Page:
Elegantly imagined, with a sense of limitless space effortlessly incorporated into the design, the 13 extra large balcony suites – each named for a famous polar explorer – impart a feeling of serenity. Warm creams, oatmeal and coral, soft textures, round corners, art that invites the eye to linger and Lindblad’s signature feather duvets, plus a walk-in closet and roomy stone-clad baths make each suite a haven. Full-height windows and furnished balconies bring the scenery in. And in the 56 standard cabins, azure accents meet polar vistas at the windows for a feeling of expansive yet cozy space. Of the 56 standard cabins, 40 feature a balcony (including the 12 solo cabins). All of the 69 total cabins feature a sofa or reading chair, as well as the new “Command Center” with a National Geographic Atlas, barometer, analog clock, digital tablet with daily programming & a generous array of USB and universal electrical ports for cameras and devices, plus a retractable lighted vanity mirror.
Dining aboard National Geographic Endurance will be a far cry from what Shackleton experienced. Restaurant Two Seven Zeroº surrounds superb dining with stellar views. C. Green’s, named for Shackelton’s cook, offers an early riser breakfast, fresh salads and lighter fare, plus custom grilled selections at lunch and dinner. The Chef’s Table is an innovative approach to private dining. Over the course of each voyage, all guests aboard will be hosted by our Chef. Intimate and interactive, each dinner features ‘polar theater’ in the form of regionally inspired, sustainable, and inventive food. In addition, daily high tea, hors d’oeuvres at Recap, and BBQs in the heated outdoor Winter Garden round out the new level of dining.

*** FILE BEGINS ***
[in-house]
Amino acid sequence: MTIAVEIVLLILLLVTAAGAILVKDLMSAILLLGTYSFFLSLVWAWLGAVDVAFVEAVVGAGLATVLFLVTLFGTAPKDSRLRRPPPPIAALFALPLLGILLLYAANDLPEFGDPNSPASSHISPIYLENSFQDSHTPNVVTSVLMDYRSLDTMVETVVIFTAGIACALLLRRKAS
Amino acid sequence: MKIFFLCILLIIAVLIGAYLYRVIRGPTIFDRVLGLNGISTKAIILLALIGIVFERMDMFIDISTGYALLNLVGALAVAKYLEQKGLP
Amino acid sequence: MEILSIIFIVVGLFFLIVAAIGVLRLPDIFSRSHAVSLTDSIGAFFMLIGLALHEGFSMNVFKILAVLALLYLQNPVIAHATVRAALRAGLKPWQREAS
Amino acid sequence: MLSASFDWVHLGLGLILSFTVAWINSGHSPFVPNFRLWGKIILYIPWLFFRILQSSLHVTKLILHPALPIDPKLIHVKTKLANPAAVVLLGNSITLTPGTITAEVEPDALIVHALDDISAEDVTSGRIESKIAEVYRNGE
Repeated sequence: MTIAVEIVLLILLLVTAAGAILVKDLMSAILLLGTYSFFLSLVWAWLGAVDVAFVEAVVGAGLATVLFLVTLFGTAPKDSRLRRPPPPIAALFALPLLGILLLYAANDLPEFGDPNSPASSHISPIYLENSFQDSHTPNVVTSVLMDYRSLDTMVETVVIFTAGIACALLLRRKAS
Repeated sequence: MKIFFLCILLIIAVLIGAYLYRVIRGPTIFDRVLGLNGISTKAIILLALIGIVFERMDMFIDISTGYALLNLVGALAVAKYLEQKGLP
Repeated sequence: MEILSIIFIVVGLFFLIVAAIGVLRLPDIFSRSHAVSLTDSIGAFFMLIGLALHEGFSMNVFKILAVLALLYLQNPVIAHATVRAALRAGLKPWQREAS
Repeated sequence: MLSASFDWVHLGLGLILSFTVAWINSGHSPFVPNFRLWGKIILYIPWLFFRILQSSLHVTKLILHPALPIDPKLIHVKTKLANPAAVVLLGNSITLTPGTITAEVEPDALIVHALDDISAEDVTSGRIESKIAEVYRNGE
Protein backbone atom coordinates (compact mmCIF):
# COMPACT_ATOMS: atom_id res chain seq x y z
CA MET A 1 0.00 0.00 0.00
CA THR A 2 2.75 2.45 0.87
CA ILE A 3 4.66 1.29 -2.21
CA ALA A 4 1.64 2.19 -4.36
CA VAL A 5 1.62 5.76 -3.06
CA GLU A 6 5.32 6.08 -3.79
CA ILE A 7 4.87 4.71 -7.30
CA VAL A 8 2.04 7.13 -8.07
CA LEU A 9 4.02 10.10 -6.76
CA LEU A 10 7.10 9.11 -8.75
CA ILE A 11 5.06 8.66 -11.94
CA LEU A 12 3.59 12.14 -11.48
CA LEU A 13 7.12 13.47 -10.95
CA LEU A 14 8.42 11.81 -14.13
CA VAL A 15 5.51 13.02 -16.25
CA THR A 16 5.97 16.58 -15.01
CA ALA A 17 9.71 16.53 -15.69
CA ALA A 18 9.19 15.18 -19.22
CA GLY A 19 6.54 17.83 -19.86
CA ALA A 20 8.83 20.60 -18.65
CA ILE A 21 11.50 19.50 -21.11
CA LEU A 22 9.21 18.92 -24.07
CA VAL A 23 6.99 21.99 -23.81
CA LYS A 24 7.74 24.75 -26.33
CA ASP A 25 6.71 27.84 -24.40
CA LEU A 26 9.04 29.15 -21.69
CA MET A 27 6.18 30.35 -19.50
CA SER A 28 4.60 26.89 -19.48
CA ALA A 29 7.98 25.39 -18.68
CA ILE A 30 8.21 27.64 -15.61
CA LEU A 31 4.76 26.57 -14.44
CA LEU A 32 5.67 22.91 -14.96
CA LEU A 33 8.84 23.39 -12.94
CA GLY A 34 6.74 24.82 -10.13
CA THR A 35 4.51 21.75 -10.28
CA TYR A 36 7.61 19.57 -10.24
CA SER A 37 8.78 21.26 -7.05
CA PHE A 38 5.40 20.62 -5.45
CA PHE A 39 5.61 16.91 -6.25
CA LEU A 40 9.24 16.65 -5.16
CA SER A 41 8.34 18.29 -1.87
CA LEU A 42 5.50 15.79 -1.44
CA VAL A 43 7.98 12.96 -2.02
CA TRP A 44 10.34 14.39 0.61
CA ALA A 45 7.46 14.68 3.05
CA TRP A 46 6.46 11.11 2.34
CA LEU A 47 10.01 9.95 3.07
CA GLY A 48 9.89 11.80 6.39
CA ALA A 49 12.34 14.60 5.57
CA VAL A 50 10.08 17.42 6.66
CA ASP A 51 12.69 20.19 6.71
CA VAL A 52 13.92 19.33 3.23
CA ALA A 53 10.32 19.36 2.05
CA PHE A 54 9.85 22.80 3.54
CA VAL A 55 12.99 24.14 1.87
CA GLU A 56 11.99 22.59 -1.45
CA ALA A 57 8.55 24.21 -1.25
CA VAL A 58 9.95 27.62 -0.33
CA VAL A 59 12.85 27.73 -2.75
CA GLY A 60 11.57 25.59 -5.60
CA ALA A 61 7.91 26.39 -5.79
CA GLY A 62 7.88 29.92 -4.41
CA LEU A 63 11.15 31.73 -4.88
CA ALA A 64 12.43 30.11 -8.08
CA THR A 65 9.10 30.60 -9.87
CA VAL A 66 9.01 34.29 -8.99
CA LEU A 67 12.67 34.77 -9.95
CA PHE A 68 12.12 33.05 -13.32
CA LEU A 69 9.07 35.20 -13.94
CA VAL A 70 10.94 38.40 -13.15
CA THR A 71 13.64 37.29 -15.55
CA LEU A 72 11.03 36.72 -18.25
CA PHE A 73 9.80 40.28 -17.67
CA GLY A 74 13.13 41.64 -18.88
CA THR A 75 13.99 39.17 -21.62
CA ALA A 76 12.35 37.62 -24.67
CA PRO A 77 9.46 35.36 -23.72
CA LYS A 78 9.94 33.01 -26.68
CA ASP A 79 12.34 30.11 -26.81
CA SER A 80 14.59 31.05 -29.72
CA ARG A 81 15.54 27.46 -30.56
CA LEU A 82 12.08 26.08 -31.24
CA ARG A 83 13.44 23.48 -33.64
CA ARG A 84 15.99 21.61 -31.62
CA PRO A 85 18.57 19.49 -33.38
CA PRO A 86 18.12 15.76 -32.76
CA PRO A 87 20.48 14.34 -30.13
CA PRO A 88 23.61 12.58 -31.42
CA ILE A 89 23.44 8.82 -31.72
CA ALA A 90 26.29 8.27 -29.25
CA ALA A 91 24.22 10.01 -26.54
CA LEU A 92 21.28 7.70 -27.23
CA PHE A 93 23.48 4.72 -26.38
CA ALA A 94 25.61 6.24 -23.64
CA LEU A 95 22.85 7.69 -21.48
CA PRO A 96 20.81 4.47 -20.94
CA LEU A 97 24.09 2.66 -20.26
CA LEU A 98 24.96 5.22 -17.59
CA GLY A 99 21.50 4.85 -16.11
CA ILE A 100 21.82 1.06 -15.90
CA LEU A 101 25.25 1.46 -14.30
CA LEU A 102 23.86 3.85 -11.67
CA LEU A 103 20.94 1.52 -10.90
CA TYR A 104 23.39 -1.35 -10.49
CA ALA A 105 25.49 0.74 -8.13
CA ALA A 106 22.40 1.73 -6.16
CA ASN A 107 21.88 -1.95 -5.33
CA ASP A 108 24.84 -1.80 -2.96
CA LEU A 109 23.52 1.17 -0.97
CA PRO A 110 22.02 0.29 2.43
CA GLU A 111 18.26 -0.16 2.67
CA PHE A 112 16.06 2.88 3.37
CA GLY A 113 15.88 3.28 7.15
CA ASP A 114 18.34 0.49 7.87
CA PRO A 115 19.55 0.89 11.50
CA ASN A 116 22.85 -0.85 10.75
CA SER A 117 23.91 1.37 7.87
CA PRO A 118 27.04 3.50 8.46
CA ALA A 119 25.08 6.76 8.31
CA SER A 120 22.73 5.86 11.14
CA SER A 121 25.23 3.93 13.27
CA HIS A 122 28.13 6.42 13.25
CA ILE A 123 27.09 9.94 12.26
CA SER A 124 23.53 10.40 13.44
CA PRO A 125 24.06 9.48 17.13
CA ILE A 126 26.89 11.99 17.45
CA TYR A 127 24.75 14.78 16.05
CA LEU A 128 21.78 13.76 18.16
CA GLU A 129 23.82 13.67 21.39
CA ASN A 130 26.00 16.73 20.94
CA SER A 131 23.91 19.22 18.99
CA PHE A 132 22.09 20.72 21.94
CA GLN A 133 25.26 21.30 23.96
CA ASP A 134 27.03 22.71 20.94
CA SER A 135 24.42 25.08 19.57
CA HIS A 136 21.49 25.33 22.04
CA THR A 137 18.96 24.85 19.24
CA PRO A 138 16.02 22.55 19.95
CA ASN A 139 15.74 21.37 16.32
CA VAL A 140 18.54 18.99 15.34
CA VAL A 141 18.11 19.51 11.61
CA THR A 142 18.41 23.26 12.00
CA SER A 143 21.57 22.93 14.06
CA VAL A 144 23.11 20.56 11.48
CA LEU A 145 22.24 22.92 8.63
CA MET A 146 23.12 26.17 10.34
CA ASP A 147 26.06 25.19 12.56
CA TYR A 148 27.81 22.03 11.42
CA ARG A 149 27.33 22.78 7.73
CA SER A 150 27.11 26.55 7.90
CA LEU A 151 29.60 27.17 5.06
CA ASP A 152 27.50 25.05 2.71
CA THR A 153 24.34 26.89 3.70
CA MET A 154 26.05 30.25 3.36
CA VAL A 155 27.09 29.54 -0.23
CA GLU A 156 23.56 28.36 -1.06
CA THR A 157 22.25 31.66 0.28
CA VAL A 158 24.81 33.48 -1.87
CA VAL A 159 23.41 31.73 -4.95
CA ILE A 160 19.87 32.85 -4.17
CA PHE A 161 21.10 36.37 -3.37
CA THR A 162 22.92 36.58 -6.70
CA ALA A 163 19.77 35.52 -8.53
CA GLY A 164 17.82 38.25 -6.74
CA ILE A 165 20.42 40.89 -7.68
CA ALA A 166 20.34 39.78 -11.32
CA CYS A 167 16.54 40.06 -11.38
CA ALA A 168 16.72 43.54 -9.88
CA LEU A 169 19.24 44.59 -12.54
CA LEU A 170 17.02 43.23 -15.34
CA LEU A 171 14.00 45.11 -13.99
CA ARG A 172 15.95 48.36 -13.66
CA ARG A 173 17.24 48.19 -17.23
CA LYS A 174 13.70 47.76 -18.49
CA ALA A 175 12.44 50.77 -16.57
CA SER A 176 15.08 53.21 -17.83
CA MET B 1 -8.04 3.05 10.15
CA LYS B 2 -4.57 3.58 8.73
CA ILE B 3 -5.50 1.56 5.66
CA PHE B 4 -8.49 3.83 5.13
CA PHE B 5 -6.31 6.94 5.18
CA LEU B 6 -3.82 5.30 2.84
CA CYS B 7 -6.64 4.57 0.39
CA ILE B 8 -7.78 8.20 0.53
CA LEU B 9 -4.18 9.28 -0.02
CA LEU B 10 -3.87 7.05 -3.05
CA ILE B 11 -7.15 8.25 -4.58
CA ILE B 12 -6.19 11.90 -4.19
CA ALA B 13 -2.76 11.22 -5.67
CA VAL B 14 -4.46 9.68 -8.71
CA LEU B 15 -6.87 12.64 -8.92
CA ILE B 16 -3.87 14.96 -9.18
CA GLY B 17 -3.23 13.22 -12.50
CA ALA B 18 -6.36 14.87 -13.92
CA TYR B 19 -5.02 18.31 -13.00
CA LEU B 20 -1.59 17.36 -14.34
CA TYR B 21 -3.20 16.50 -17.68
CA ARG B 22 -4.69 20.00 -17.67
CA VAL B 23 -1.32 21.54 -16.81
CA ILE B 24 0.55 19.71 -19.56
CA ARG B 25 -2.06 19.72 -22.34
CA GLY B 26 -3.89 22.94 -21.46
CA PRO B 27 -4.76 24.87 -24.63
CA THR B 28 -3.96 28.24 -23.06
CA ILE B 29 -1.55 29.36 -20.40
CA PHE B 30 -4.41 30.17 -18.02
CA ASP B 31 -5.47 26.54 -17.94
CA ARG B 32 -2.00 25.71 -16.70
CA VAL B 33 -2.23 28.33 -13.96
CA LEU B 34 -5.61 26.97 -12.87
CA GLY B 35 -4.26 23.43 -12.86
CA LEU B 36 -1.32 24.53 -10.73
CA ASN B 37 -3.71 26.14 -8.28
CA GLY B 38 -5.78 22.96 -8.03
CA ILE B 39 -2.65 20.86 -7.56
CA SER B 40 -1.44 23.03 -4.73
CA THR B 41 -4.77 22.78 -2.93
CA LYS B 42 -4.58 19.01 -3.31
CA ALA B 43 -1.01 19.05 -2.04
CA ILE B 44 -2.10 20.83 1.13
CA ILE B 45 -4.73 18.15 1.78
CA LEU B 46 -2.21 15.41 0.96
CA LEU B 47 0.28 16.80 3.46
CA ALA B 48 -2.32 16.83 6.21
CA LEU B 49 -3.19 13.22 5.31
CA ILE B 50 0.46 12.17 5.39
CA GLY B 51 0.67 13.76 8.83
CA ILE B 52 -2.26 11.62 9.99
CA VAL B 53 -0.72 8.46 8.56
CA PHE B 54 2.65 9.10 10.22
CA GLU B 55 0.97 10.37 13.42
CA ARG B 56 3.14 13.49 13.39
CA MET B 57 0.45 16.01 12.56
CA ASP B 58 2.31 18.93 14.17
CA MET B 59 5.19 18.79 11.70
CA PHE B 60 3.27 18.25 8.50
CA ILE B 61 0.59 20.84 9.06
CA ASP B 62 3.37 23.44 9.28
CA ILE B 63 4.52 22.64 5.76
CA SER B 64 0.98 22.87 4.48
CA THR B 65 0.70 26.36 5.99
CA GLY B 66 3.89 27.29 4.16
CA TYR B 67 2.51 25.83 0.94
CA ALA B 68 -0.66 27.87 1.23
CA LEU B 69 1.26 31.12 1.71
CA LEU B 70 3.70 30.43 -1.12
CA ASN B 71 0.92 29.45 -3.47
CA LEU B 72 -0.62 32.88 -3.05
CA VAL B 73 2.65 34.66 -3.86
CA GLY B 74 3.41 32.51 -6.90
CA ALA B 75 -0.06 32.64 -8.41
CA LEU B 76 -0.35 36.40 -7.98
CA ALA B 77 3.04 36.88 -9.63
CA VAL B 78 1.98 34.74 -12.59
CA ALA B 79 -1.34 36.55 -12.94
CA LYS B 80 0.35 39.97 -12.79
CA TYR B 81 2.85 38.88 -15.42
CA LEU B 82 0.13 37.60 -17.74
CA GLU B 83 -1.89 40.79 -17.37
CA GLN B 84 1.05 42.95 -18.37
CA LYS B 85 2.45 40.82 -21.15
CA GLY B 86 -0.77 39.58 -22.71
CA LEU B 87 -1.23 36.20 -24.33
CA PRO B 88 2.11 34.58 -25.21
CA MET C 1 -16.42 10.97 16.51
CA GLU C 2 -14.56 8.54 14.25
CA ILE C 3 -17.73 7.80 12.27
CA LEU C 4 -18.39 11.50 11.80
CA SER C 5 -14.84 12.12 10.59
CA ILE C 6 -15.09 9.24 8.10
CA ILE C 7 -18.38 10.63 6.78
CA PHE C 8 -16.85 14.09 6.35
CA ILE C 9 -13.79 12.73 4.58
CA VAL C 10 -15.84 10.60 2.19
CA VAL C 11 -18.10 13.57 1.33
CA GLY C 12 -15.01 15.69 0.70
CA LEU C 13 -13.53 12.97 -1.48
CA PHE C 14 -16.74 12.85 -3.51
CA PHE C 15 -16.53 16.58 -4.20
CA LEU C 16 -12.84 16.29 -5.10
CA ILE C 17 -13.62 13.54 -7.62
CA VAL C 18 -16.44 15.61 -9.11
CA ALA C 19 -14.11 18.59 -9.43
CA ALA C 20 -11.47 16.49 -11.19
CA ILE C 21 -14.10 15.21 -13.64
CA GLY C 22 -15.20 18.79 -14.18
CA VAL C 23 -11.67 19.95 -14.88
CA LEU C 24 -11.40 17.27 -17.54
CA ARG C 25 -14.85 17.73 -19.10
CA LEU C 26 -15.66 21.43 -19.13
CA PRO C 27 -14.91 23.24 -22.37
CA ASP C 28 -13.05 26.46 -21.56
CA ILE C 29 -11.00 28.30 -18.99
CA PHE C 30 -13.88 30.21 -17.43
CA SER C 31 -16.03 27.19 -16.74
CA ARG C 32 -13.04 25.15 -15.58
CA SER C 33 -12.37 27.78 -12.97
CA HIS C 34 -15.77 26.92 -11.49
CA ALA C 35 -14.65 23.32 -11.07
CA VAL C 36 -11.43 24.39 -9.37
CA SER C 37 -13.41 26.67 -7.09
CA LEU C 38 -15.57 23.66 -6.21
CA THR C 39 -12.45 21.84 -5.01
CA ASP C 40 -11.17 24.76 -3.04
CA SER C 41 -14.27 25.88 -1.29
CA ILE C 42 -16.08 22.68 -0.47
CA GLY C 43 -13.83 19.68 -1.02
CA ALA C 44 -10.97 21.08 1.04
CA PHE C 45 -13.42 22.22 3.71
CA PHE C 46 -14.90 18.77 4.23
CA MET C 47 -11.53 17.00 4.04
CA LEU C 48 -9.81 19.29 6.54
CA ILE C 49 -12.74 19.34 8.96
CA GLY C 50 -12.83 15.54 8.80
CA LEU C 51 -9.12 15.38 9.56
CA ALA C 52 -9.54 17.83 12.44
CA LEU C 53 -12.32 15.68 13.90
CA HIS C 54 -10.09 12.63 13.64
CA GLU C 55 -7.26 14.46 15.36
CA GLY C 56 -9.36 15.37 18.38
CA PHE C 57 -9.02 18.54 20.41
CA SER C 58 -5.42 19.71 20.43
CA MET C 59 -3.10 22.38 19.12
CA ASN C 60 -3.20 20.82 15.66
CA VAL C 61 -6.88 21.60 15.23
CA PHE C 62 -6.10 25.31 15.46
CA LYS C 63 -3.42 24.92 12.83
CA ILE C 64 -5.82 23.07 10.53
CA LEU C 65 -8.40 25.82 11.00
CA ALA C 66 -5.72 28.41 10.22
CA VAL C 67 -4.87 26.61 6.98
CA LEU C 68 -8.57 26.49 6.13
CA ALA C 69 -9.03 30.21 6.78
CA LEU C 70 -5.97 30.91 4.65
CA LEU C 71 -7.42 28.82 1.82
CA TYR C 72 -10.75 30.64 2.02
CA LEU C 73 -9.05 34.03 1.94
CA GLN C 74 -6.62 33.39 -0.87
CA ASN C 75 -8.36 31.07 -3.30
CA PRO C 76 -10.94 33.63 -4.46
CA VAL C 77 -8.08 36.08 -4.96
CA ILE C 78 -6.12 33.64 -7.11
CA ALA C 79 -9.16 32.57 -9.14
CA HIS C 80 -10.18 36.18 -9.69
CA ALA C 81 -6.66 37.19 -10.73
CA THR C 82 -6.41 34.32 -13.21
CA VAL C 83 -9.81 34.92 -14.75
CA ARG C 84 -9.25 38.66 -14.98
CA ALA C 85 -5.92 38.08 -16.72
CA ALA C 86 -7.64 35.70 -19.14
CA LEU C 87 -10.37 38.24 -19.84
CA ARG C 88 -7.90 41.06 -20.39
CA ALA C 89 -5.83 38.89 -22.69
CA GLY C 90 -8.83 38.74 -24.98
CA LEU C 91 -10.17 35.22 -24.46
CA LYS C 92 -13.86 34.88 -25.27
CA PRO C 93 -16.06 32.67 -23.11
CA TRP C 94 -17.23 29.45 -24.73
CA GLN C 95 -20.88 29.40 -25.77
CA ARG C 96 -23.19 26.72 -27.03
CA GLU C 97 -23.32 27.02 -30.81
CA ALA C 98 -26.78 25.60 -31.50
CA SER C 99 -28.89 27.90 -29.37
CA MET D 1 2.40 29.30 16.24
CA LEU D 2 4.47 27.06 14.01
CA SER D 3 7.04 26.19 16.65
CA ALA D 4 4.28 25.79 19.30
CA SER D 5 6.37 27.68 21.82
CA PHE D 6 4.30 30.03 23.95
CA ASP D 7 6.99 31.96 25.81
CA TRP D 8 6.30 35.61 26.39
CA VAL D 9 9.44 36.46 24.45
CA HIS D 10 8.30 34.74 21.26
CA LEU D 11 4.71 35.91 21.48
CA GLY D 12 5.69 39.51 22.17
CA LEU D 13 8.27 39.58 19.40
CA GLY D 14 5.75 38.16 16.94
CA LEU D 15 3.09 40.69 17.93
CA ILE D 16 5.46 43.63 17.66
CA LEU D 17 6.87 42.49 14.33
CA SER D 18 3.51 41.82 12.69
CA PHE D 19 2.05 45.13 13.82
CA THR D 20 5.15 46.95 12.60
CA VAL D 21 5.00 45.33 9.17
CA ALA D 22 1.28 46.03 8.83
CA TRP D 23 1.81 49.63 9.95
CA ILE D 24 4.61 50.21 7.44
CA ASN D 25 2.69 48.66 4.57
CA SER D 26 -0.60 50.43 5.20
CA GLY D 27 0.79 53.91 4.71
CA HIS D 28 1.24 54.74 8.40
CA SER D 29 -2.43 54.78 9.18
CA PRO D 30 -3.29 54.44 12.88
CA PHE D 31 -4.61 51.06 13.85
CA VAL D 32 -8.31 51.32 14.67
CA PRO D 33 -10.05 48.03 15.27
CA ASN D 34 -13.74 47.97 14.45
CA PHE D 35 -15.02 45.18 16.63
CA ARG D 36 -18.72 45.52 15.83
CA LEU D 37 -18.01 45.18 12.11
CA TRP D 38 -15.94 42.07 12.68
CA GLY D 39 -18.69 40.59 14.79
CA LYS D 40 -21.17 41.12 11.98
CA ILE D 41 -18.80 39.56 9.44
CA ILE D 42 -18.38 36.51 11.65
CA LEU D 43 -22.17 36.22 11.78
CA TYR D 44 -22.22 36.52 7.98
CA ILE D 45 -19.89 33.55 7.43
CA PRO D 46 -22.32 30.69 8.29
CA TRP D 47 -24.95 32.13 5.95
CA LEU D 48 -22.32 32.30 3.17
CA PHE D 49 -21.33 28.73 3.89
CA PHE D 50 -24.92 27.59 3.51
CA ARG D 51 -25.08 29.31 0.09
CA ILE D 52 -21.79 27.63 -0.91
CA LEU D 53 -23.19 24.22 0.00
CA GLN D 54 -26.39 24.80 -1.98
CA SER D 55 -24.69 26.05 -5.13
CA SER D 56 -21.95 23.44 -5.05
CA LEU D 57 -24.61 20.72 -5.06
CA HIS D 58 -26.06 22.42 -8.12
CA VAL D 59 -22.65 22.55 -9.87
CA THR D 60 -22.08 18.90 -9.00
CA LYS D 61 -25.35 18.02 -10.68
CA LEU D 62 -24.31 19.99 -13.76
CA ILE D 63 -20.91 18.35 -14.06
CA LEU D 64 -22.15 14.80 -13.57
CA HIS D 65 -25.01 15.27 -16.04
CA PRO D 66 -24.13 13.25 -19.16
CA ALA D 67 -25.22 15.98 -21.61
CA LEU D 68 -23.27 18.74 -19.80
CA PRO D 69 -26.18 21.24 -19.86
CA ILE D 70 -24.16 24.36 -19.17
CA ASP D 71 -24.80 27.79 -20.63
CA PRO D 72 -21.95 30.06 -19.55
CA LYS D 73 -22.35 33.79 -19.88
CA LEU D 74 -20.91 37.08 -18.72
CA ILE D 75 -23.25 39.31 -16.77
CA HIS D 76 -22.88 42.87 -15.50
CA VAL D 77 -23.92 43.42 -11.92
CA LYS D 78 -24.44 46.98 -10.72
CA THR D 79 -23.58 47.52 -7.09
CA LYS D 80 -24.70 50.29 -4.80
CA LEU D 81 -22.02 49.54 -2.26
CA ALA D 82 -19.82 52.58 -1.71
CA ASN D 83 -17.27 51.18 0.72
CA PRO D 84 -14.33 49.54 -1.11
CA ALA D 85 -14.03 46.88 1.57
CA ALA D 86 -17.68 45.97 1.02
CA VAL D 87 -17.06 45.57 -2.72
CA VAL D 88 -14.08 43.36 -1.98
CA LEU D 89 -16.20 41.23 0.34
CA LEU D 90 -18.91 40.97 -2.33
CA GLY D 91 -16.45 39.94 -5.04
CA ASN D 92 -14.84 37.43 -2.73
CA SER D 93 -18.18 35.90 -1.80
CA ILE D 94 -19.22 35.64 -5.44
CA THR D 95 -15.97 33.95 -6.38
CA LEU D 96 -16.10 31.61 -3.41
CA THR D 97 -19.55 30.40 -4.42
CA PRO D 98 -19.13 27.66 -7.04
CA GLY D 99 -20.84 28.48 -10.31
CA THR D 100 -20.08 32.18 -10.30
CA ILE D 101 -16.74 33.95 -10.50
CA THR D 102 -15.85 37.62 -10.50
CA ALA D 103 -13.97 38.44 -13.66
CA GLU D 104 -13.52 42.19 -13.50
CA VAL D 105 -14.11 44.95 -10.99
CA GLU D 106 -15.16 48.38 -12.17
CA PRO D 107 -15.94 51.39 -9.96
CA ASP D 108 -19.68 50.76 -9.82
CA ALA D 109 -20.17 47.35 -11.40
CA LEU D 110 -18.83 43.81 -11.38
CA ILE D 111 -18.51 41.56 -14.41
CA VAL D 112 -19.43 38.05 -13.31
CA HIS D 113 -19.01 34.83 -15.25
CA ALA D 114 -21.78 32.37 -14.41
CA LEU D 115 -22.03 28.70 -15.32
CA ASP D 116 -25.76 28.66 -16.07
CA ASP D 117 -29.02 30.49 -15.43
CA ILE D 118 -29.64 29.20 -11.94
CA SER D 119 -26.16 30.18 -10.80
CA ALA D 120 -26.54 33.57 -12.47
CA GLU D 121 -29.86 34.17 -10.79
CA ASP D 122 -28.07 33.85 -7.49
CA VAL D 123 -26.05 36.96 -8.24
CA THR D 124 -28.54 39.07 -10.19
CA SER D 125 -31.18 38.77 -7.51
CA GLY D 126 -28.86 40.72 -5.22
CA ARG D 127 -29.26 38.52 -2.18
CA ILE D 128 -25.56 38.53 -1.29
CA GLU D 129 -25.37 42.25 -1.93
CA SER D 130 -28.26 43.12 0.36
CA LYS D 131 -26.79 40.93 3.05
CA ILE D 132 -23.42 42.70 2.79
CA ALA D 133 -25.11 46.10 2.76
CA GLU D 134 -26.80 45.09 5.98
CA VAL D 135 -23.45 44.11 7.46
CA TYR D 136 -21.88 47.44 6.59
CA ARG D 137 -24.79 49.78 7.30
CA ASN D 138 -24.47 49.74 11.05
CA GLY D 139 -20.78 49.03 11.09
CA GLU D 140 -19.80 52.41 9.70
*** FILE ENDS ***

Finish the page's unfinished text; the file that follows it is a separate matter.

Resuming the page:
The ship will feature a suite of Lindblad’s signature tools for exploration: fleet of Zodiacs, kayaks, snowshoes, cross-country skis, an ROV, hydrophones, video microscope, underwater video technology, a hyper-efficient Zodiac loading for ‘getting out there’ more swiftly and safely – plus more expedition enhancements to be announced soon.
In 2020 National Geographic Endurance embarks on a series of eight inaugural Arctic itineraries, to explore areas both familiar and brand new, presenting unprecedented opportunities to explore further. She will travel where few have gone, see what few have seen and experience what few can, venturing earlier and penetrate farther into the most adventurous regions. That’s what National Geographic Endurance is designed to do. A few highlights:
- Svalbard in Spring: Polar Bears, Arctic Light and Epic Ice – Voyage deep into Svalbard, the way few have. A true Arctic refuge – covered in snow, surrounded by sea ice, where polar bears freed from their winter sleep stalk seals on the ice. Be stunned by the astonishing lights as the spring sun mounts higher in the Arctic sky each day.
- Northeast Passage: An Unforgettable Voyage from Norway to Alaska – National Geographic Endurance roams free at the top of the world on this pioneering expedition, on one of the most untrammeled, adventurous routes in the High Arctic – including Franz Josef Land, Severnaya Zemlya, the barely explored Siberian coast, and Wrangel Island.
- East Greenland: Wild Shores of the High Arctic – As fiercely guarded as any kingdom, Greenland’s eastern coast is flanked by thousands of bergs calved from the massive ice sheet. It’s where we will enter the largest national park in the world – Northeast Greenland National Park – to find polar bears, seals, walrus; crevasse-laced glaciers; mountains made from some of the oldest rock art, and coastal villages where descendants of the greatest hunters and survivors our species has even know dwell.